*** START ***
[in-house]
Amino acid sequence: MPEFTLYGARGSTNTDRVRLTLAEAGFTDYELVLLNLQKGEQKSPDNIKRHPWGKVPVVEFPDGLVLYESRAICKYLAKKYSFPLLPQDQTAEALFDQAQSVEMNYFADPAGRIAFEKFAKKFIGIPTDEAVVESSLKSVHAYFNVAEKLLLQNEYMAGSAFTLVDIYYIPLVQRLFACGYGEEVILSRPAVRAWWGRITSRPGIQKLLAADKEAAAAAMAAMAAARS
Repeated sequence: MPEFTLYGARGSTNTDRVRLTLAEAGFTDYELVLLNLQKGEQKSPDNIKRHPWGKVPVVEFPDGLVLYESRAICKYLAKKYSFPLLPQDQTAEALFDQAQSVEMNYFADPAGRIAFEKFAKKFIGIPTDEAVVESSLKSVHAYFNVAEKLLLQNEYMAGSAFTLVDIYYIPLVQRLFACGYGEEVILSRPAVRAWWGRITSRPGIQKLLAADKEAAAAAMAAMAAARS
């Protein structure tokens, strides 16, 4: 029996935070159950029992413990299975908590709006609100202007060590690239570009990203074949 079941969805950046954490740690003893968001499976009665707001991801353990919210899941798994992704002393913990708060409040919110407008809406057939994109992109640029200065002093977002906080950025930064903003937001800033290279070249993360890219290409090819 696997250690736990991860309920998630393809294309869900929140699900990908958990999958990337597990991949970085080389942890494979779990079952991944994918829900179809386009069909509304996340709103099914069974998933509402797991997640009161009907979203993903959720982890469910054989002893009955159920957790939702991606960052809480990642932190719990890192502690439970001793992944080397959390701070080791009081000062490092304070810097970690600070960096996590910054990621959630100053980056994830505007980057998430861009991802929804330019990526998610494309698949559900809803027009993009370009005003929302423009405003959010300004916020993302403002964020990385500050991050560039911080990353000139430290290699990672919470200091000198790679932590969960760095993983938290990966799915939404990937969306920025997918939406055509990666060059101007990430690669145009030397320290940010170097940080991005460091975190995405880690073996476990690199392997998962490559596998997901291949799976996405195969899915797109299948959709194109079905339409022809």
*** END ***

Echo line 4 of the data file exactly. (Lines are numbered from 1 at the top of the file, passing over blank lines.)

């Protein structure tokens, strides 16, 4: 029996935070159950029992413990299975908590709006609100202007060590690239570009990203074949 079941969805950046954490740690003893968001499976009665707001991801353990919210899941798994992704002393913990708060409040919110407008809406057939994109992109640029200065002093977002906080950025930064903003937001800033290279070249993360890219290409090819 696997250690736990991860309920998630393809294309869900929140699900990908958990999958990337597990991949970085080389942890494979779990079952991944994918829900179809386009069909509304996340709103099914069974998933509402797991997640009161009907979203993903959720982890469910054989002893009955159920957790939702991606960052809480990642932190719990890192502690439970001793992944080397959390701070080791009081000062490092304070810097970690600070960096996590910054990621959630100053980056994830505007980057998430861009991802929804330019990526998610494309698949559900809803027009993009370009005003929302423009405003959010300004916020993302403002964020990385500050991050560039911080990353000139430290290699990672919470200091000198790679932590969960760095993983938290990966799915939404990937969306920025997918939406055509990666060059101007990430690669145009030397320290940010170097940080991005460091975190995405880690073996476990690199392997998962490559596998997901291949799976996405195969899915797109299948959709194109079905339409022809």